Warning: The following review contains major spoilers for Spider-Man: No Way Home
The first sign of the trouble, and of delight, appears pretty early on in the film. After J Jonah Jameson reveals Spider-Man’s identity to the world, Peter, Aunt May, and a number of his friends are hauled in for questioning on their alleged involvement in the attack on London by the government. For their legal counsel they hire none other than Matthew Murdock, Daredevil himself. Wow, he’s in this?! He appeared on screen and I smiled from ear to ear. But then, I remembered how season one of “Daredevil” alone was better than almost every film that Marvel Studios has ever made, and the smile slid off my face. That momentary rush of nostalgia passed, and revealed itself to be devoid of any real narrative drama. Empty moments like these are not only common in this film, but actually comprise its main appeal. Although it contains the heart and humor we have come to expect from the web slinger, “Spider-Man: No Way Home” works far better as a nostalgia trip than as a film.
The plot follows Tom Holland’s Peter Parker as he struggles with the consequences of his identity being revealed to the world while trying to get into college and maintain a healthy relationship with his girlfriend MJ. After his identity as Spider-Man begins to hurt those that he loves, he asks Doctor Strange to cast a spell to make the entire world forget that he is Spider-Man. But, when Strange’s spell goes horribly wrong, Peter Parker must face off dangerous foes from other universes. Why is trying to make the entire world forget that he is Spider-Man Peter Parker’s first move? Why does Doctor Strange agree to do this for him? Because Sony needs to sell movie tickets, and nostalgia is an assured way to do that. As character decisions these are completely nonsensical, and these choices are completely inconsequential in Peter’s arc in the film, so their only purpose is to let loose a bunch of fan favorite characters from previous Spider-Man movies.
More than perhaps any Marvel movie before it, it exquisitely captures the feeling of a child crashing their action figures together. The film gleefully re-introduces almost every major villain from the Tobey Maguire and Andrew Garfield films. The return of Alfred Molina as Doc Oc and William Dafoe as the Goblin are downright triumphant. Dafoe in particular gives the best performance in the movie, boldly reclaiming his rightful place as Spider-Man’s greatest cinematic antagonist. The inclusion of the Lizard, Electro, and the Sandman are much more bizarre however, as it’s unclear who, if anyone, is nostalgic for those characters. And then, in the third act, Maguire and Garfield themselves return. While both are good in the film, Garfield is shockingly good. The short and simple redemption arc he undergoes is legitimately the best character arc in the film, and his performance here is better than in either of the Spider-Man movies that he starred in. He’s so charming in fact, that he actually overshadows Holland and Maguire.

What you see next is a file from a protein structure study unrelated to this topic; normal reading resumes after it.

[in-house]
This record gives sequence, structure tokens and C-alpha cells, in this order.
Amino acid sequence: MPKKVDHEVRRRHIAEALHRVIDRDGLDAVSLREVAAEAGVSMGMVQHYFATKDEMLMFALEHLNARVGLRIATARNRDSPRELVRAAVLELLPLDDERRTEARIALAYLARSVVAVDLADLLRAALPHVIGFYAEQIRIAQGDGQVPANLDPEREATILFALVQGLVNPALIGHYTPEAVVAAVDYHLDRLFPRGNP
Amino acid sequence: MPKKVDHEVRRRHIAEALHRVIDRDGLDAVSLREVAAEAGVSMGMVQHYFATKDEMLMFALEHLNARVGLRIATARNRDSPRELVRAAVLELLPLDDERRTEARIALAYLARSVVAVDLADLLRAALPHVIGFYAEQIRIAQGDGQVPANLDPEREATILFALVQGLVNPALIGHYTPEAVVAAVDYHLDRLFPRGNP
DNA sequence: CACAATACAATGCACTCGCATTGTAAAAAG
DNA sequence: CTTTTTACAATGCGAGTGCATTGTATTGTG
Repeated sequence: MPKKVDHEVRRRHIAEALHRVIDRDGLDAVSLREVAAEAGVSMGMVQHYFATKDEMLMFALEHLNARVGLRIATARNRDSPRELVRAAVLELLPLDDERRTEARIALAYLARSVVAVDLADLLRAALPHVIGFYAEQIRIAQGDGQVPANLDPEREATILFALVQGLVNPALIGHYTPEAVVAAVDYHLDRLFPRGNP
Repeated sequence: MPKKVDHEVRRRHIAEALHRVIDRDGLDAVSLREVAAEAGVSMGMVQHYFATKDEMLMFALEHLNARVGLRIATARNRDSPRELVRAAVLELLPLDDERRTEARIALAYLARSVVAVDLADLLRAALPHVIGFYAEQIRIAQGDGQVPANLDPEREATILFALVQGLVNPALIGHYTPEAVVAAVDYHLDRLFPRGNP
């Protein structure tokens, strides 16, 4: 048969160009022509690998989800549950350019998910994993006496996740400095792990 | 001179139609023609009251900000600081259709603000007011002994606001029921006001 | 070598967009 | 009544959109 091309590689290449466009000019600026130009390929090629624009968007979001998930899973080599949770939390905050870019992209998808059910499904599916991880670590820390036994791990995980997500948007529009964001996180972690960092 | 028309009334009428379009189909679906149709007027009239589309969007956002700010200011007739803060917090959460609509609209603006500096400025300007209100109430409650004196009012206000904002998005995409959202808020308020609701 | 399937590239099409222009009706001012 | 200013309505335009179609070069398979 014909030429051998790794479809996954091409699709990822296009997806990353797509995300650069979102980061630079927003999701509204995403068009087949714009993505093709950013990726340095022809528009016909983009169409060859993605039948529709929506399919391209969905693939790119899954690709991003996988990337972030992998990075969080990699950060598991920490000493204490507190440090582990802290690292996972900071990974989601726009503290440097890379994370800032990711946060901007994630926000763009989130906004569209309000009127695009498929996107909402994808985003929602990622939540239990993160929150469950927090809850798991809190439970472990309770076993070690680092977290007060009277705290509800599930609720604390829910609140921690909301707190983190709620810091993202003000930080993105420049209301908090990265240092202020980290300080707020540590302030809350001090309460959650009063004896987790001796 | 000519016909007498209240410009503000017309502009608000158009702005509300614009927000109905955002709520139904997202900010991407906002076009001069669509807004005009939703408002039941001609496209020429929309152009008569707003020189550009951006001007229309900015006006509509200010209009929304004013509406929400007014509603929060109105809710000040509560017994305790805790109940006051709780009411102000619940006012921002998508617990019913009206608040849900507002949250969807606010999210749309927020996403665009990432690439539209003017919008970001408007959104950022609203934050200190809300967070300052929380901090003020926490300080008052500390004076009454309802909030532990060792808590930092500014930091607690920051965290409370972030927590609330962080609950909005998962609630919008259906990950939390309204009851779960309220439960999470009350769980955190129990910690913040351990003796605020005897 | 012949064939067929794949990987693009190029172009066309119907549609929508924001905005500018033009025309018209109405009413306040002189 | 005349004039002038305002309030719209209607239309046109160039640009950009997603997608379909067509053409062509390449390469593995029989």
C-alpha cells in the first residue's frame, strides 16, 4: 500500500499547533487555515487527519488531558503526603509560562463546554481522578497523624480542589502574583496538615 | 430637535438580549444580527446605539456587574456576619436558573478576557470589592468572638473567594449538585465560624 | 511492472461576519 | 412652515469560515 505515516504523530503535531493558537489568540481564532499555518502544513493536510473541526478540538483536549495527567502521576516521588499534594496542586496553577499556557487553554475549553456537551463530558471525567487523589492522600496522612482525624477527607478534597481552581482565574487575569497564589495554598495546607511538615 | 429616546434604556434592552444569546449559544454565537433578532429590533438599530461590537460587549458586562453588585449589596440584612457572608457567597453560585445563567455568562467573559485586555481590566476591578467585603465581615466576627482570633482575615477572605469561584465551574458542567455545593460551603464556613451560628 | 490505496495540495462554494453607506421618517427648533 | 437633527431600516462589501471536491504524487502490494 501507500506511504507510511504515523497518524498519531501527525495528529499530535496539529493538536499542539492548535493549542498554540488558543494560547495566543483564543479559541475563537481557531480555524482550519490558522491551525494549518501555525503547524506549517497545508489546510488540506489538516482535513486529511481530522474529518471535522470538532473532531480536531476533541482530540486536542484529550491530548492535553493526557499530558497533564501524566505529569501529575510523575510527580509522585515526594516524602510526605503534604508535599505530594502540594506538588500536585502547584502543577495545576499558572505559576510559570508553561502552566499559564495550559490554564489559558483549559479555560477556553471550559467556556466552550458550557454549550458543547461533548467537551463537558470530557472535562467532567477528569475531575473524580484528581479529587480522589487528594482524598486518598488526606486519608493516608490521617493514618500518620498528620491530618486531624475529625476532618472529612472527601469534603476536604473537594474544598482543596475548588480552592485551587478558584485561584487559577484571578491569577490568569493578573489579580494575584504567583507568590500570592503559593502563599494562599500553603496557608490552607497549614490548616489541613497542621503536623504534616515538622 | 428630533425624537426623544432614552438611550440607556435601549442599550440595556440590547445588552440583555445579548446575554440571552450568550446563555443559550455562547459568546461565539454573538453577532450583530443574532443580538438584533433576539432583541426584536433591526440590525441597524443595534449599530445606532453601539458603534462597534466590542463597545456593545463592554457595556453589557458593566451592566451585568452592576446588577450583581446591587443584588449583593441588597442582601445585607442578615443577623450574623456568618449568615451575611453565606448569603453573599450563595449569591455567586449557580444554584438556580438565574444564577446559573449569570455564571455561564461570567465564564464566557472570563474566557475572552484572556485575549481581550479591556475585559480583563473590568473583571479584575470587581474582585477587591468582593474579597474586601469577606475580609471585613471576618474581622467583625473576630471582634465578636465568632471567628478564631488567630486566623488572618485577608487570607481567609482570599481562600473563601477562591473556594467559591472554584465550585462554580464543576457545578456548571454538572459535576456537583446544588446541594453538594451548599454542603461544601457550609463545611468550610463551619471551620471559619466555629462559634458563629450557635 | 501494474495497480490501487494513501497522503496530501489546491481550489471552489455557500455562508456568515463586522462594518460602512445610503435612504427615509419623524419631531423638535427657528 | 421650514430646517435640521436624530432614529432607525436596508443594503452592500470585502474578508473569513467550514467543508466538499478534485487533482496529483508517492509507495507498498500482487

It’s evident that, if nothing else, this is a film that understands the character of Peter Parker. It succinctly captures the air of downtrodden teenager struggling with everyday problems in the first act, and while his initial decisions are incomprehensible because his characterization is being sacrificed in the name of plot convenience, his decisions later in the film are much more in line with what audiences love about the character. His running plan throughout the film is not to defeat the villains, but to cure them so that they can have a chance to build better lives when they return to their own universes. This is the kind of compassionate and empathetic course of action that Peter Parker would take, and Holland sells it. Even though his character arc is another tired rehash of the “with great power comes great responsibility” theme that has been done to death and is executed worse here than ever before, Holland reminds us why he is the best Peter Parker we’ve ever had.
The fundamental issue that this film encounters while cramming in characters from the previous onscreen iterations of the Spider-Man: It throws the bland, indistinct nature of “No Way Home” into even starker relief. When Doc Oc arrives on the bridge to fight Spider-Man you get an immediate hit of nostalgia. Then an uninspired, lifeless action sequence starts where a CGI Doctor Octopus throws CGI cars at a CGI Spider-Man, and you remember how engaging and imaginative the action in the Sam Rami movies were and mentally compare them to what you’re sitting through now. This is truly the film where Jon Watts cemented his status as the most boring filmmaker ever to direct a Spider-Man movie. Aside from a few interesting gimmicks near the beginning of the film that seem to parody indie cinema, the direction and cinematography is utterly drab and nondescript. Because at the end of the day, humor, heart, and some engaging performances can’t obscure the reality that the greatest trick that “No Way Home” has up its sleeve is reminding you of other, better movies.